Individuals and businesses struggling to repay their debts can frequently declare bankruptcy in an attempt to regain control of their financial situation. Although there are some serious consequences that can come along with this drastic step, it is sometimes the best course of action for a particularly troubling situation. When an entire country is unable to withstand the load of its debt, however, the stakes can become much higher.
Major national economies do not often declare bankruptcy, but it has occurred in extreme cases. Technically, this occurs when a country defaults on its debt and has no ability to repay what it owes. As it stands, there are a handful of countries that could feasibly be forced into such a scenario in the relatively near future.
It’s no secret that Russia’s invasion of neighboring Ukraine has come with staggering costs. In addition to the loss of life on both sides, Western nations have been generally united in imposing harsh sanctions on the Russian economy. This has resulted in serious speculation that the nation could soon run out of money.
In response to hundreds of billions of dollars in sanctions over the course of a few weeks in early 2022, Russia’s economic situation rapidly deteriorated. Its national currency lost roughly half its value almost overnight and other countries have since banned the ruble from being used to pay outstanding debts.
Further exacerbating the situation are the costs associated with carrying out an ongoing war with Ukraine. Spending billions on its military has only made it more difficult for Russia to cover the expense of importing goods, which has caused ordinary citizens to go without a wide range of necessities.
The most startling development came in April when Russia was determined to have defaulted on its foreign debts. Experts labeled this a selective default, which basically means that the country could have paid by exchanging rubles for other currency. Since the Kremlin opted against that move, however, it went into default. Despite receiving a grace period to make the necessary payments, there was no immediate evidence that Russia would be able to significantly improve its economic situation. If the trend continues in its current trajectory, the chance of a national bankruptcy will only increase.
This nation not only shares a border with Russia but is also one of its only allies in the ongoing invasion of Ukraine. Although that is one reason Belarus is currently in a precarious economic position, its government has been struggling to pay the national debt for several years.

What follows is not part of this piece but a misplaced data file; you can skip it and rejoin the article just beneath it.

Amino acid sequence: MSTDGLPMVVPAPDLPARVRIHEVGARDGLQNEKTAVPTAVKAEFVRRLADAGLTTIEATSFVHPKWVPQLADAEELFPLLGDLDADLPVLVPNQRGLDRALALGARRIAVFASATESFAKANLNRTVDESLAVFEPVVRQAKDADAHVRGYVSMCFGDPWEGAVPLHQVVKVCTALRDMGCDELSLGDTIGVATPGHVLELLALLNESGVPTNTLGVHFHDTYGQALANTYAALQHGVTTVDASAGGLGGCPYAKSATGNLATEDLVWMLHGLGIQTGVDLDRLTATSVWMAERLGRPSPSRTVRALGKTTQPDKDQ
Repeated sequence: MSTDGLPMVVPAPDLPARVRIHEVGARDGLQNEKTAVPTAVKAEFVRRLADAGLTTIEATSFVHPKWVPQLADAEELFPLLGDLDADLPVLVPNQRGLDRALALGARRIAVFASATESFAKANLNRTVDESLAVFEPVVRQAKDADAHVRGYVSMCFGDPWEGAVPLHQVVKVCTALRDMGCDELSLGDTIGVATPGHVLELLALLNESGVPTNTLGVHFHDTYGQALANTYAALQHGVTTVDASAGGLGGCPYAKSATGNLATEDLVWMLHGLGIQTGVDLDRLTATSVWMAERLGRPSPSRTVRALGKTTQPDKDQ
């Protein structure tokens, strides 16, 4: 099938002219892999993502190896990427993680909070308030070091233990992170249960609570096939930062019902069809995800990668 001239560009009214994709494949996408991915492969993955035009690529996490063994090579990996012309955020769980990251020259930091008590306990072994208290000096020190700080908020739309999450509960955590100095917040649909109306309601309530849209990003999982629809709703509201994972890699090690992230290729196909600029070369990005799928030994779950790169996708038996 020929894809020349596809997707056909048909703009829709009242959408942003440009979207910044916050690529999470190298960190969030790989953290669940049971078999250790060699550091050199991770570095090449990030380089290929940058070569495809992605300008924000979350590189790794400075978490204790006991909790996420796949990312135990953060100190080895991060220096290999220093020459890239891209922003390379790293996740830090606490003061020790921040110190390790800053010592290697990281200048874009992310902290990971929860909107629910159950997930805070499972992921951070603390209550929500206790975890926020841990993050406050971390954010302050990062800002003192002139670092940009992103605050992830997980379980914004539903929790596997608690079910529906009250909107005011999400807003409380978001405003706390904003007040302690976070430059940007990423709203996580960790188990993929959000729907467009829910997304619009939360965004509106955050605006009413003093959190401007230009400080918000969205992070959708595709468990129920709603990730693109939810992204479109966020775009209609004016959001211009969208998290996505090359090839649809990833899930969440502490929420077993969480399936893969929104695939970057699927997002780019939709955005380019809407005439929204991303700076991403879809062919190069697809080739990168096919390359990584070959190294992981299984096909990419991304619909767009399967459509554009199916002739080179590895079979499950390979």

Many Western nations have imposed sanctions that have largely crippled an already unstable economy, leading the World Bank to declare in March that Belarus was precariously close to its own default.
As far back as 2017, many economists were warning that the nation could be on the verge of bankruptcy. Its national debt topped 75% of the gross domestic product at that time, which is generally seen as unsustainable over the long term. While it was just one of several countries on this inauspicious watchlist, things have only gotten worse for the nation’s economy over the subsequent years.
Every country on the planet experienced some level of economic turmoil and uncertainty due to the outbreak of COVID-19. Some nations, however, clearly suffered more dire consequences than others. Like other destinations that rely on tourism dollars to stay solvent, the pandemic seriously hindered the Sri Lankan government.
According to recent estimates, it could face bankruptcy by the end of 2022 and remains on the hook for more than $7 billion in outstanding loans. Further adding to the problem is the staggering number of citizens living well below the poverty line. Inflation has put the bare necessities out of the reach of common families and there seems to be no evidence that things are going to get better any time soon.
What to Expect
While it remains unlikely that any or all of these countries will actually go bankrupt, there are a few things that are likely to happen in such a scenario. For starters, the insolvent nation would probably petition the International Monetary Fund or some other world financial entity for a financial bailout.
Such a rescue plan would probably result in some serious changes to the country being bailed out. When Greece followed a similar path, it was required to take austerity measures including hiking up the tax rate and making painful cuts to government-funded programs.
Other consequences for a nation that defaults on its economic responsibilities can include a steep depreciation in the value of its currency and a huge hit to its credit rating.
It is pretty close to a worst-case scenario, but in some cases, a nation has no choice. When a country defaults on its debt, the fallout can often be felt around the world, so hopefully, it won’t happen in the case of these three nations or any others.